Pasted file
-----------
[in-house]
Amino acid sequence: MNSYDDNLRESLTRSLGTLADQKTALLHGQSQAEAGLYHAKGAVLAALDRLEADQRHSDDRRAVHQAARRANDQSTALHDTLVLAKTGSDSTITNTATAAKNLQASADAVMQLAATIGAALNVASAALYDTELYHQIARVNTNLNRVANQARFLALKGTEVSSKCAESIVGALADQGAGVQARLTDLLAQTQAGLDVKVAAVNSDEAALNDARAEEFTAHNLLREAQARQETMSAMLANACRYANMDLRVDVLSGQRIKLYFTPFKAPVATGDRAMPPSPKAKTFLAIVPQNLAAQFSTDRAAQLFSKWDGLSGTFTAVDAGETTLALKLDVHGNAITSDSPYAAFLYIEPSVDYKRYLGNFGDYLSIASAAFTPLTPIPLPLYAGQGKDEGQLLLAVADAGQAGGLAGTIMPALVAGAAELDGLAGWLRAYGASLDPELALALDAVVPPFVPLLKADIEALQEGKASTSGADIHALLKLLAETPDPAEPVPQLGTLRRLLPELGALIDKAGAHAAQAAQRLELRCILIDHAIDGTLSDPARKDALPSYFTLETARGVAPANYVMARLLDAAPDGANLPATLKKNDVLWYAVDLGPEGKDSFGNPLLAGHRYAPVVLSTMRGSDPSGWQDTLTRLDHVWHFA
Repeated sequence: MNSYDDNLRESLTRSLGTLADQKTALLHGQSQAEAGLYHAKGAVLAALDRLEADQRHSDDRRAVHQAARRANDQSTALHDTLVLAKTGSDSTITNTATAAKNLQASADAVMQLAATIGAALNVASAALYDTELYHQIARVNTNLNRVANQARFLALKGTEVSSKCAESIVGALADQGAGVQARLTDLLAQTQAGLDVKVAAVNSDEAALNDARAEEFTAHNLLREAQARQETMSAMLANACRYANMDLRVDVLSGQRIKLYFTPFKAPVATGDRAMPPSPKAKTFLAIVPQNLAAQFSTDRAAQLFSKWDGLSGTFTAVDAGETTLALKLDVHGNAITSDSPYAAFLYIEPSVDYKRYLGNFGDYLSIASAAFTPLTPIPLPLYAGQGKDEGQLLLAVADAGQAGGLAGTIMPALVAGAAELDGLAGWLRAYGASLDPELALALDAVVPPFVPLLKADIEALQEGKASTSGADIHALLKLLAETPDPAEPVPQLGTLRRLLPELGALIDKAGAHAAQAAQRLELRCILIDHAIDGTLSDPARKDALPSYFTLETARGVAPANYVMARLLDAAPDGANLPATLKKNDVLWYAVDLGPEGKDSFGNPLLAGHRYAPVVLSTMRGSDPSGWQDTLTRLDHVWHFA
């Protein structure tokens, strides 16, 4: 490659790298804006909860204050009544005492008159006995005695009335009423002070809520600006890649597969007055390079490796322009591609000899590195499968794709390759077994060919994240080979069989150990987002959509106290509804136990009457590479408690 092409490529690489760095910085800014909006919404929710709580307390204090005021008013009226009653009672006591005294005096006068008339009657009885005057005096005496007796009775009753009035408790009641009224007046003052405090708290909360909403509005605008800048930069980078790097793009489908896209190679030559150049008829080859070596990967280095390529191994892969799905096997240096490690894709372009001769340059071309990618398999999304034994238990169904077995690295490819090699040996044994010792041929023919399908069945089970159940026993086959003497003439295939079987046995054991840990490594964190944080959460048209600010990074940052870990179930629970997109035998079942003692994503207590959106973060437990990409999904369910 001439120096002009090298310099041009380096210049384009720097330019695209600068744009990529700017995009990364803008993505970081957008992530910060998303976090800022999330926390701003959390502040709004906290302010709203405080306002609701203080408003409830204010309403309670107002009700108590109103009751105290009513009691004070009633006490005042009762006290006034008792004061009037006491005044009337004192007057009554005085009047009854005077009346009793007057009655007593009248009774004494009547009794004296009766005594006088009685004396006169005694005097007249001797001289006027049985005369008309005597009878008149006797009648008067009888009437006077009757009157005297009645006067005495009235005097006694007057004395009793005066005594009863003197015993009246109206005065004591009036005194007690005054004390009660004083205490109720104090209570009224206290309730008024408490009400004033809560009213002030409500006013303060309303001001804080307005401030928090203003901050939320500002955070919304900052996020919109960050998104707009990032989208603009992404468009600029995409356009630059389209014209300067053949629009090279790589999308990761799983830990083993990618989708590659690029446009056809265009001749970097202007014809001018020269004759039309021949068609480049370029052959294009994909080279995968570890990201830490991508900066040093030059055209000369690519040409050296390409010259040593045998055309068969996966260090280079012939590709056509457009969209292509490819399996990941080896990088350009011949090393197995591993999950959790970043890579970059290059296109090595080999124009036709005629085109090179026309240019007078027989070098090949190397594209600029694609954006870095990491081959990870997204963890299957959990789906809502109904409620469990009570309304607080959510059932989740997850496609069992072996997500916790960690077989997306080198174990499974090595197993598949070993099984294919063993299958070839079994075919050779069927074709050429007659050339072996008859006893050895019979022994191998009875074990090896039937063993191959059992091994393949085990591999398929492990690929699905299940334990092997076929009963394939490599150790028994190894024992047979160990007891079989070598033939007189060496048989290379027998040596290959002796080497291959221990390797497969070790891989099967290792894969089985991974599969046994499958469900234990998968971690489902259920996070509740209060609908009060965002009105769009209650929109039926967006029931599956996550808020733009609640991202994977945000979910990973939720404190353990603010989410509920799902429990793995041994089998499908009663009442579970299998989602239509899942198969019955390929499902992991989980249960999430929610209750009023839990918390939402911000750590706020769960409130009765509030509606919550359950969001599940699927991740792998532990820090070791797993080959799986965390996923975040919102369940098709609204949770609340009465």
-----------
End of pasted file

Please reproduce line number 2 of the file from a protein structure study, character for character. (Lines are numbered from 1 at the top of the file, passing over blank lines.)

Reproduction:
Amino acid sequence: MNSYDDNLRESLTRSLGTLADQKTALLHGQSQAEAGLYHAKGAVLAALDRLEADQRHSDDRRAVHQAARRANDQSTALHDTLVLAKTGSDSTITNTATAAKNLQASADAVMQLAATIGAALNVASAALYDTELYHQIARVNTNLNRVANQARFLALKGTEVSSKCAESIVGALADQGAGVQARLTDLLAQTQAGLDVKVAAVNSDEAALNDARAEEFTAHNLLREAQARQETMSAMLANACRYANMDLRVDVLSGQRIKLYFTPFKAPVATGDRAMPPSPKAKTFLAIVPQNLAAQFSTDRAAQLFSKWDGLSGTFTAVDAGETTLALKLDVHGNAITSDSPYAAFLYIEPSVDYKRYLGNFGDYLSIASAAFTPLTPIPLPLYAGQGKDEGQLLLAVADAGQAGGLAGTIMPALVAGAAELDGLAGWLRAYGASLDPELALALDAVVPPFVPLLKADIEALQEGKASTSGADIHALLKLLAETPDPAEPVPQLGTLRRLLPELGALIDKAGAHAAQAAQRLELRCILIDHAIDGTLSDPARKDALPSYFTLETARGVAPANYVMARLLDAAPDGANLPATLKKNDVLWYAVDLGPEGKDSFGNPLLAGHRYAPVVLSTMRGSDPSGWQDTLTRLDHVWHFA